Coverage of Haiti's 2010 earthquake disaster may have dwindled in the news, but rebuilding efforts are still slowly continuing, running the gamut from shelters made from tires, shipping containers and recycled plastic bottles -- each with their advantages and disadvantages.
But that's not all; besides these methods, the superadobe "earthbag" building technique is also being used. Originally developed by architect Nader Khalili and Cal-Earth, the practice involves layering long fabric or plastic tubes or bags filled with sand, clay, water and fibrous material like sticks, straw, and/or manure to create a domed compression structure that is resistant to earthquakes, hurricanes, floods and fire.
Organizations like Konbit Shelter ("konbit" means communal effort in Creole) are partnering international artists, builders, architects, and engineers with local artisans and builders to create durable and low-tech earthbag structures that can be tailored to fit each community's needs:
This system of building provides an easily replicable model, which can be built without using specialized construction machinery and can be participated in by the men and women of any community. Utilizing 90% earth, and only 10% cement, these structures are stronger than the now common cinder block and concrete slab construction. The technique also uses little to no wood, an invaluable asset in timber depleted Haiti.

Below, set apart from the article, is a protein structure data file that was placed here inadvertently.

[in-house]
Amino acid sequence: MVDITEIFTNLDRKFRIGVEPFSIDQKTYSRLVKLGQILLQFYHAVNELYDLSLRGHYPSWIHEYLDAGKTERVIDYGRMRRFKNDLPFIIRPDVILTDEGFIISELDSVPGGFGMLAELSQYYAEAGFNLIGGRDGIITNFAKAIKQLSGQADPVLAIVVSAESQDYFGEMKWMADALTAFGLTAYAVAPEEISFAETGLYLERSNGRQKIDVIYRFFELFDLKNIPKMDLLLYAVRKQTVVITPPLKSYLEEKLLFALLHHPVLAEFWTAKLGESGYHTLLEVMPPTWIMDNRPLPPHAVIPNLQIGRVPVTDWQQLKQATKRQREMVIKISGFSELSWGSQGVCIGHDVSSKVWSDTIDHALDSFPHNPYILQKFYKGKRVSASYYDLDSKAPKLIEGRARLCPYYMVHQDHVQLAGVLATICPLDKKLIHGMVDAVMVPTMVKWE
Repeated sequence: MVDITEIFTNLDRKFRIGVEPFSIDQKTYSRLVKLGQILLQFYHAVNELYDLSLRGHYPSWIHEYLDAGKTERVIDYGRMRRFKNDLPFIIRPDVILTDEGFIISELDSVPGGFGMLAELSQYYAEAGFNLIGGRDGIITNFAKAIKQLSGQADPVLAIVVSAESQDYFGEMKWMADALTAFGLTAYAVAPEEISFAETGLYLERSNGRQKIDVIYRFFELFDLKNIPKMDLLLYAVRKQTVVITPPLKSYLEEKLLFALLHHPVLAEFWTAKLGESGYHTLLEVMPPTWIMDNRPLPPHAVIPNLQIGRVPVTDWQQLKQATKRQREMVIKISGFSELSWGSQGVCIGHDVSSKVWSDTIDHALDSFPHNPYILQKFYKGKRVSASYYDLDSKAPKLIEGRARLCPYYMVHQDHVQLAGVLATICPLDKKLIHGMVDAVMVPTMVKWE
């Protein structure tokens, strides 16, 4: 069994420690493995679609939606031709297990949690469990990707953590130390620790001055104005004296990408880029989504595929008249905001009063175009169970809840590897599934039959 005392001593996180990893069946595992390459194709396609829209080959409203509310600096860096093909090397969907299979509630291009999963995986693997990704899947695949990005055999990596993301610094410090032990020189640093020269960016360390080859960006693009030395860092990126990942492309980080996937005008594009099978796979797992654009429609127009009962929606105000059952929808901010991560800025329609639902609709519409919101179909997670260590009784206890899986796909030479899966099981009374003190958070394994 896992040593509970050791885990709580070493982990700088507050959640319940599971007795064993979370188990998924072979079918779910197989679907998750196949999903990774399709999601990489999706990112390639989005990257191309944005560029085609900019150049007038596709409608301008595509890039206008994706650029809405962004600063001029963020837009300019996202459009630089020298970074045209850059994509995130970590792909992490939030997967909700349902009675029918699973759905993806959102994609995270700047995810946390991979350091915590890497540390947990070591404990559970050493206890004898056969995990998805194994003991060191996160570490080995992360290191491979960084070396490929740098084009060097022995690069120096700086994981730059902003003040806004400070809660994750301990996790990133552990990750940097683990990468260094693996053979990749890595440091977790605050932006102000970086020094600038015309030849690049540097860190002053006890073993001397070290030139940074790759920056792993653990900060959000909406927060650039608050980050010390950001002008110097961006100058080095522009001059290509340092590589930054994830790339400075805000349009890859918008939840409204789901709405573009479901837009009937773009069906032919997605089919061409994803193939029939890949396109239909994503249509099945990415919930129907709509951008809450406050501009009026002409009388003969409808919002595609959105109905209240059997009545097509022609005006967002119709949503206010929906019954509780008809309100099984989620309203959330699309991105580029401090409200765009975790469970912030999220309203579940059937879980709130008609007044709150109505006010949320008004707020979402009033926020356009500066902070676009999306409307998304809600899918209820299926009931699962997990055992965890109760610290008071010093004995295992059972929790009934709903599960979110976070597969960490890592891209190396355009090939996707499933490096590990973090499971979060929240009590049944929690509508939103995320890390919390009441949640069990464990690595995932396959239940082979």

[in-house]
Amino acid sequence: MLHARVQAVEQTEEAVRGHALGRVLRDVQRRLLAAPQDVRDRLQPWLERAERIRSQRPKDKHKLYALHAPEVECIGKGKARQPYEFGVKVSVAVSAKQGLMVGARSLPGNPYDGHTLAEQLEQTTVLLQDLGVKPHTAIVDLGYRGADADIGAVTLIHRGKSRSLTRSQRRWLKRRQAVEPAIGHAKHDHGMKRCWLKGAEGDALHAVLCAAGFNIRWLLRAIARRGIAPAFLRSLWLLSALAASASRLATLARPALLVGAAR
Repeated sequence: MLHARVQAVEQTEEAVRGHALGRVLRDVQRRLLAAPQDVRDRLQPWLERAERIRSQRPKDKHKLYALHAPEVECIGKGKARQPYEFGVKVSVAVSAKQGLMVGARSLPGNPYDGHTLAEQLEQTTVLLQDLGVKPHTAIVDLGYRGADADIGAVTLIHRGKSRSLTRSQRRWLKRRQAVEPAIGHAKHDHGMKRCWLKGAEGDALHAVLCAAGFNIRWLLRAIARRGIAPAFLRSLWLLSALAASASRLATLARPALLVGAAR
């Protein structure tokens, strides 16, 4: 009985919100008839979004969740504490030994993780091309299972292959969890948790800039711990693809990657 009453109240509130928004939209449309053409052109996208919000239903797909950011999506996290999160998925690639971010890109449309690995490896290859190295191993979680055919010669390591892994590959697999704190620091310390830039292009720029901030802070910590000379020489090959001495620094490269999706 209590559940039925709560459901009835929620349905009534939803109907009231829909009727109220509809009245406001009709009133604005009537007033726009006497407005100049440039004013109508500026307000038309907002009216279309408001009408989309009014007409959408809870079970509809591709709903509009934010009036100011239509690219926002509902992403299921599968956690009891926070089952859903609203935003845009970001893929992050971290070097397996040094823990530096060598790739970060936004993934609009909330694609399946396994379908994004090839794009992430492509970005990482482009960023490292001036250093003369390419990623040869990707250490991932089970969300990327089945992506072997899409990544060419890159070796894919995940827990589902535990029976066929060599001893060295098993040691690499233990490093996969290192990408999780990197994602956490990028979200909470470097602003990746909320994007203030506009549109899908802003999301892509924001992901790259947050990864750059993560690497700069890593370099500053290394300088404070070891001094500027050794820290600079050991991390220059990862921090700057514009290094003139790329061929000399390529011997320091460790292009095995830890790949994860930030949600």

Timber is not the only thing that is difficult to obtain; even the process of finding suitable polypropylene bagging for earthbag building in Haiti was a bit of a headache, as one of Konbit Shelter's members chronicles in a post about one of their local suppliers.
Despite all the hurdles, Konbit Shelter recently completed a community center in the village of Bigones in 2011 (seen above), and from the looks of the photos showing the building process on Konbit's blog, it was an inspiring cooperative effort for all involved, not to mention the lovely structure that was ultimately created.
One of the supports for the main windows was made from welded oil drums -- a beautiful example of adaptive reuse.